DOIs are used to identified papers, presentations, datasets, programs, figures, audio files, video files, amongst other things. ORCID iDs are used to identify researchers.
Why using ORCID iDs instead of DOIs to identify researchers?
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Because I would rather be an Orc than an Object. [/joke]
More seriously: from the horse's mouth
Our members will be aware that CrossRef has been exploring the possibility of creating an “author DOI” or “contributor ID” system. In doing so, it has become clear that the issues and use-cases involved in identifying researchers span a broad collection of stakeholders including libraries, institutions, funders, publishers and, of course researchers themselves. In short, this is not primarily “a publisher problem.” As such, we believe that the ORCID approach to creating an inclusive and open organization representing all the stakeholders in the scholarly communications process represents the best chance of creating a successful contributor identification system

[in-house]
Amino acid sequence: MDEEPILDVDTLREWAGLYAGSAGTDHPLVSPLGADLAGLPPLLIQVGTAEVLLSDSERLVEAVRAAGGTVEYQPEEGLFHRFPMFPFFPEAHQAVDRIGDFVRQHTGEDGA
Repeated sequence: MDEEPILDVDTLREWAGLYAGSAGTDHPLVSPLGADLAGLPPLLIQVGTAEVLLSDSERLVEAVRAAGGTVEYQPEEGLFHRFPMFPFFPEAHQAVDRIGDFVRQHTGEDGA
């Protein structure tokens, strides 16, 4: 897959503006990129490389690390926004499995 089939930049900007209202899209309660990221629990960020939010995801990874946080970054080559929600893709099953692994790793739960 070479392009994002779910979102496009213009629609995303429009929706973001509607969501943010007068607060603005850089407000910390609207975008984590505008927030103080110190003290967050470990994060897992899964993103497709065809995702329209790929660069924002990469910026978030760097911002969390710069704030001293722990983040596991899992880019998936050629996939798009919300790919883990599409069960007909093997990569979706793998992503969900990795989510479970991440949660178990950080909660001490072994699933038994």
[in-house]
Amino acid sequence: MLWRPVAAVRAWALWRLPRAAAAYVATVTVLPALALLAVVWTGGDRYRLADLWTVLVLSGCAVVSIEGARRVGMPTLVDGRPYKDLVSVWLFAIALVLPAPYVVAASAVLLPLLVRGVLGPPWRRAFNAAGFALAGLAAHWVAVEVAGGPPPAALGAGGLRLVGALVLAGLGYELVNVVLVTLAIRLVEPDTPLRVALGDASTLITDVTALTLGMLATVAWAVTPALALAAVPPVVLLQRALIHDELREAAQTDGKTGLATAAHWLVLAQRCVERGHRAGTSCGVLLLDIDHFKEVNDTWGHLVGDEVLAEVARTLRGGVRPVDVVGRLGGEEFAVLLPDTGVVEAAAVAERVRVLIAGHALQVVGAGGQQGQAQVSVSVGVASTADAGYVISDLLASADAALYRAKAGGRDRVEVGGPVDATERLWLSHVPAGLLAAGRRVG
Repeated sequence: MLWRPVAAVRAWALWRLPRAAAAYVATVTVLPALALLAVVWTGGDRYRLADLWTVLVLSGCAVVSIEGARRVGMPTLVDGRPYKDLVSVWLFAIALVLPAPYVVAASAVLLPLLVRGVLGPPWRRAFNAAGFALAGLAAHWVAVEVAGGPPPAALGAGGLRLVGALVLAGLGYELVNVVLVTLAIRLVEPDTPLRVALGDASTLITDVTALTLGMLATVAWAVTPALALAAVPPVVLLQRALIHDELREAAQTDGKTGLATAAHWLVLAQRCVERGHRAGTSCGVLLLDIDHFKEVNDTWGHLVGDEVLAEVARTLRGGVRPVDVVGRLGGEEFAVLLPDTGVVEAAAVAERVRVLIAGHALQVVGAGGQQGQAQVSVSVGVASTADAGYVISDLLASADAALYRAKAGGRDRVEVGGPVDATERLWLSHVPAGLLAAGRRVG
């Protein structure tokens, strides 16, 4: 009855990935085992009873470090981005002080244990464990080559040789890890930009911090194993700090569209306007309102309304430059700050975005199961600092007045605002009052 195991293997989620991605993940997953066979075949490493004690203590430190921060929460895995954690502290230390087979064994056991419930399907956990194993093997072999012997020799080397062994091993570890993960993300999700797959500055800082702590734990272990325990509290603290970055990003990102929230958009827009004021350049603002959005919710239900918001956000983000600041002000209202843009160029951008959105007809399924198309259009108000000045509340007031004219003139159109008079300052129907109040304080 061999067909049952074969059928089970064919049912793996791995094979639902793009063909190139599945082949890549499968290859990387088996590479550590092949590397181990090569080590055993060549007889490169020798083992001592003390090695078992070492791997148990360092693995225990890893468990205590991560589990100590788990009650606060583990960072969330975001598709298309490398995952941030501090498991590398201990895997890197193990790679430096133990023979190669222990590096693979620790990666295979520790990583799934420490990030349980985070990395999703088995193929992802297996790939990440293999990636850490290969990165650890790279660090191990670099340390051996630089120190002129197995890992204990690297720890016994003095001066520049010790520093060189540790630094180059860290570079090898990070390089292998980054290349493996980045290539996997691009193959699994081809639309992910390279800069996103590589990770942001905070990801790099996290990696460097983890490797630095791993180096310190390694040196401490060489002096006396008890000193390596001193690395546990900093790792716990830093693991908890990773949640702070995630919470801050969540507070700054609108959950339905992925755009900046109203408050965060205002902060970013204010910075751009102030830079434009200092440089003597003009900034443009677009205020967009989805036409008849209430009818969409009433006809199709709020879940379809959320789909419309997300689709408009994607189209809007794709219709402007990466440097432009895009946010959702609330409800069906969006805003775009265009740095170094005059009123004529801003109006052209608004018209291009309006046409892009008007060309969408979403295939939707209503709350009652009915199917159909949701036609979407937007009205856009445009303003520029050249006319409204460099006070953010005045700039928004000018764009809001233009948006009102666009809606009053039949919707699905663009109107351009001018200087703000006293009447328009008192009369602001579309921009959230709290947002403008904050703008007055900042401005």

The main problem with using DOI to identify authors is that the DOI model dishes out DOI identifiers through registration agencies, which usually charge some fee for the assignment. The use of registration agencies is fundamental to the design and operation of the DOI scheme. The main advantage of the ORCID scheme, as indicated above by CrossRef, one of the DOI registration agencies, is its openness and inclusiveness. Obtaining an ORCID is relatively simple.
As an aside: ORCID is a subset of the ISNI and is used for identification of researchers. For more general contributors to media, the ISNI is preferred.